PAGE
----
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Silvar C.,University of La Coruña | Silvar C.,Julius Kuhn Institute | Perovic D.,Julius Kuhn Institute | Nussbaumer T.,Helmholtz Center Munich | And 5 more authors.
PLoS ONE | Year: 2013

Three quantitative trait loci (QTL) conferring broad spectrum resistance to powdery mildew, caused by the fungus Blumeria graminis f. sp. hordei, were previously identified on chromosomes 7HS, 7HL and 6HL in the Spanish barley landrace-derived lines SBCC097 and SBCC145. In the present work, a genome-wide putative linear gene index of barley (Genome Zipper) and the first draft of the physical, genetic and functional sequence of the barley genome were used to go one step further in the shortening and explicit demarcation on the barley genome of these regions conferring resistance to powdery mildew as well as in the identification of candidate genes. First, a comparative analysis of the target regions to the barley Genome Zippers of chromosomes 7H and 6H allowed the development of 25 new gene-based molecular markers, which slightly better delimit the QTL intervals. These new markers provided the framework for anchoring of genetic and physical maps, figuring out the outline of the barley genome at the target regions in SBCC097 and SBCC145. The outermost flanking markers of QTLs on 7HS, 7HL and 6HL defined a physical area of 4 Mb, 3.7 Mb and 3.2 Mb, respectively. In total, 21, 10 and 16 genes on 7HS, 7HL and 6HL, respectively, could be interpreted as potential candidates to explain the resistance to powdery mildew, as they encode proteins of related functions with respect to the known pathogen defense-related processes. The majority of these were annotated as belonging to the NBS-LRR class or protein kinase family. © 2013 Silvar et al.

Rodriguez-Celma J.,Academia Sinica, Taiwan | Lin W.-D.,Academia Sinica, Taiwan | Fu G.-M.,Academia Sinica, Taiwan | Abadia J.,Aula Dei Experimental Station Consejo Superior de Investigaciones Cientificas | And 4 more authors.
Plant Physiology | Year: 2013

The generally low bioavailability of iron in aerobic soil systems forced plants to evolve sophisticated genetic strategies to improve the acquisition of iron from sparingly soluble and immobile iron pools. To distinguish between conserved and species-dependent components of such strategies, we analyzed iron deficiency-induced changes in the transcriptome of two model species, Arabidopsis (Arabidopsis thaliana) and Medicago truncatula. Transcriptional profiling by RNA sequencing revealed a massive upregulation of genes coding for enzymes involved in riboflavin biosynthesis in M. truncatula and phenylpropanoid synthesis in Arabidopsis upon iron deficiency. Coexpression and promoter analysis indicated that the synthesis of flavins and phenylpropanoids is tightly linked to and putatively coregulated with other genes encoding proteins involved in iron uptake. We further provide evidence that the production and secretion of phenolic compounds is critical for the uptake of iron from sources with low bioavailability but dispensable under conditions where iron is readily available. In Arabidopsis, homozygous mutations in the Fe(II)- and 2-oxoglutarate-dependent dioxygenase family gene F69H1 and defects in the expression of PLEIOTROPIC DRUG RESISTANCE9, encoding a putative efflux transporter for products from the phenylpropanoid pathway, compromised iron uptake from an iron source of low bioavailability. Both mutants were partially rescued when grown alongside wild-type Arabidopsis or M. truncatula seedlings, presumably by secreted phenolics and flavins. We concluded that production and secretion of compounds that facilitate the uptake of iron is an essential but poorly understood aspect of the reduction-based iron acquisition strategy, which is likely to contribute substantially to the efficiency of iron uptake in natural conditions. © 2013 American Society of Plant Biologists. All Rights Reserved.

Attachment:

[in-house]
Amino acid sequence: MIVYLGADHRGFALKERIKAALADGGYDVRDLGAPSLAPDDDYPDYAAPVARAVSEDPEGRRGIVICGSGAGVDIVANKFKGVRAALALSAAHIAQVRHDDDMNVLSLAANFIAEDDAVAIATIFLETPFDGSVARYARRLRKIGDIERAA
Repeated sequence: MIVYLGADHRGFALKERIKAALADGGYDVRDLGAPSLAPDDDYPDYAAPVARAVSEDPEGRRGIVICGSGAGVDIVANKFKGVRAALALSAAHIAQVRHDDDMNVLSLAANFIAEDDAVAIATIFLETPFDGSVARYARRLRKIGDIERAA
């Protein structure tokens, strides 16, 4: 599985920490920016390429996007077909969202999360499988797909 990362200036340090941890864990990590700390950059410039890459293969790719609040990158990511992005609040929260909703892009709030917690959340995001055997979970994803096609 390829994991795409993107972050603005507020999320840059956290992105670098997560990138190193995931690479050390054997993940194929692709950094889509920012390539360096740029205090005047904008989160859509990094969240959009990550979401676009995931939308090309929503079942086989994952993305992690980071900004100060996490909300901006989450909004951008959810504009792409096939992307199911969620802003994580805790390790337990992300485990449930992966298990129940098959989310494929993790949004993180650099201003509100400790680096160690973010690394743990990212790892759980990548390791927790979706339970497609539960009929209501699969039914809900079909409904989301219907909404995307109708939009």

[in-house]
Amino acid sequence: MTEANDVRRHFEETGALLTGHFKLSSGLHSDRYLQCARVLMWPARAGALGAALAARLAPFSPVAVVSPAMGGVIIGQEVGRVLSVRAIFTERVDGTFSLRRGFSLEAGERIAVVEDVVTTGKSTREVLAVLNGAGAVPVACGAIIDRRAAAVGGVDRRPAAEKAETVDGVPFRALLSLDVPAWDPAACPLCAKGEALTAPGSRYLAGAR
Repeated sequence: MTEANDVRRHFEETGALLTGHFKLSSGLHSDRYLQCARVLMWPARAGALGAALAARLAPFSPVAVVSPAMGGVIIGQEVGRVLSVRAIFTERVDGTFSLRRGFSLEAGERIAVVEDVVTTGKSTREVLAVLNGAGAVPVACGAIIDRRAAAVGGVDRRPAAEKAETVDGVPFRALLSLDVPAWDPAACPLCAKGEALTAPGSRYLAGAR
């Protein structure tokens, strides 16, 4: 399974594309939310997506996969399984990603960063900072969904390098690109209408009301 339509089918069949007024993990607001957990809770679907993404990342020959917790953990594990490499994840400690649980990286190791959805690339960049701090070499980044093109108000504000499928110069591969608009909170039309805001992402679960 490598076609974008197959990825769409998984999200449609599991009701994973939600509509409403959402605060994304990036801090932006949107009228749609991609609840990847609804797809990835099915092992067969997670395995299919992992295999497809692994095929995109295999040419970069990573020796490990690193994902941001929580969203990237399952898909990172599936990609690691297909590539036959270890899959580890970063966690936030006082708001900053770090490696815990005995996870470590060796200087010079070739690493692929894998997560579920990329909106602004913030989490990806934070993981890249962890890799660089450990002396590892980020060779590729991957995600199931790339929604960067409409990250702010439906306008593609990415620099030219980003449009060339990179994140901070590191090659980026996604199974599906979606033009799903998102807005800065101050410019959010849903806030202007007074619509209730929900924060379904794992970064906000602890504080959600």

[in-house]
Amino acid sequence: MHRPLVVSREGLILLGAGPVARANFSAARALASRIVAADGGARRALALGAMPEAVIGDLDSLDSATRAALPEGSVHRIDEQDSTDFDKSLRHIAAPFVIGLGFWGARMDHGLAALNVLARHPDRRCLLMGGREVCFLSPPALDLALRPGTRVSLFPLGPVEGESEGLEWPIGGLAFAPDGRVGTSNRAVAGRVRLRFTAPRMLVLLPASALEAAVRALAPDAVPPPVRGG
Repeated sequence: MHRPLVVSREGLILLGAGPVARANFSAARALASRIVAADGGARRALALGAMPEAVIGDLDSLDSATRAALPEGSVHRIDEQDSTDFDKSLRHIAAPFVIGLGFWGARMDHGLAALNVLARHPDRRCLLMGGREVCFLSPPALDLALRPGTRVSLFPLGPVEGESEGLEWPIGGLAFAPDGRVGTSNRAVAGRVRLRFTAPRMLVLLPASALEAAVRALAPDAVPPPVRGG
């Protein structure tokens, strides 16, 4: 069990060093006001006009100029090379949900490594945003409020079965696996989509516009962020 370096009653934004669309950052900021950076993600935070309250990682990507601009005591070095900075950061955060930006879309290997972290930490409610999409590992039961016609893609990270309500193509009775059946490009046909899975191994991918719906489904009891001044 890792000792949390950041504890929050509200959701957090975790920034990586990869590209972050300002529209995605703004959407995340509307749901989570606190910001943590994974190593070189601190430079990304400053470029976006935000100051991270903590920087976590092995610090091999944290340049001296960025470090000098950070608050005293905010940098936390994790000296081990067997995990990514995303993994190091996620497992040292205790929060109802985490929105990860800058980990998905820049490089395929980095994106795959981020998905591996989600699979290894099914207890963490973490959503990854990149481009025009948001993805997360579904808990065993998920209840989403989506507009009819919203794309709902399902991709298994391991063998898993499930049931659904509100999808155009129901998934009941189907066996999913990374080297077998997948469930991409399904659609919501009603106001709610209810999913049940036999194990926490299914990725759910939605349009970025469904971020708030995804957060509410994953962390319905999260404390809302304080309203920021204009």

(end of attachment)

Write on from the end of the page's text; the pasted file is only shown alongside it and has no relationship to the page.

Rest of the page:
Schuler M.,Saarland University | Rellan-Alvarez R.,Aula Dei Experimental Station Consejo Superior de Investigaciones Cientificas | Rellan-Alvarez R.,Carnegie Institution for Science | Fink-Straube C.,Leibniz Institute for New Materials | And 2 more authors.
Plant Cell | Year: 2012

The metal chelator nicotianamine promotes the bioavailability of Fe and reduces cellular Fe toxicity. For breeding Fe-efficient crops, we need to explore the fundamental impact of nicotianamine on plant development and physiology. The quadruple nas4x-2 mutant of Arabidopsis thaliana cannot synthesize any nicotianamine, shows strong leaf chlorosis, and is sterile. To date, these phenotypes have not been fully explained. Here, we show that sink organs of this mutant were Fe deficient, while aged leaves were Fe sufficient. Upper organs were also Zn deficient. We demonstrate that transport of Fe to aged leaves relied on citrate, which partially complemented the loss of nicotianamine. In the absence of nicotianamine, Fe accumulated in the phloem. Our results show that rather than enabling the long-distance movement of Fe in the phloem (as is the case for Zn), nicotianamine facilitates the transport of Fe from the phloem to sink organs. We delimit nicotianamine function in plant reproductive biology and demonstrate that nicotianamine acts in pollen development in anthers and pollen tube passage in the carpels. Since Fe and Zn both enhance pollen germination, a lack of either metal may contribute to the reproductive defect. Our study sheds light on the physiological functions of nicotianamine. © 2012 American Society of Plant Biologists. All rights reserved.

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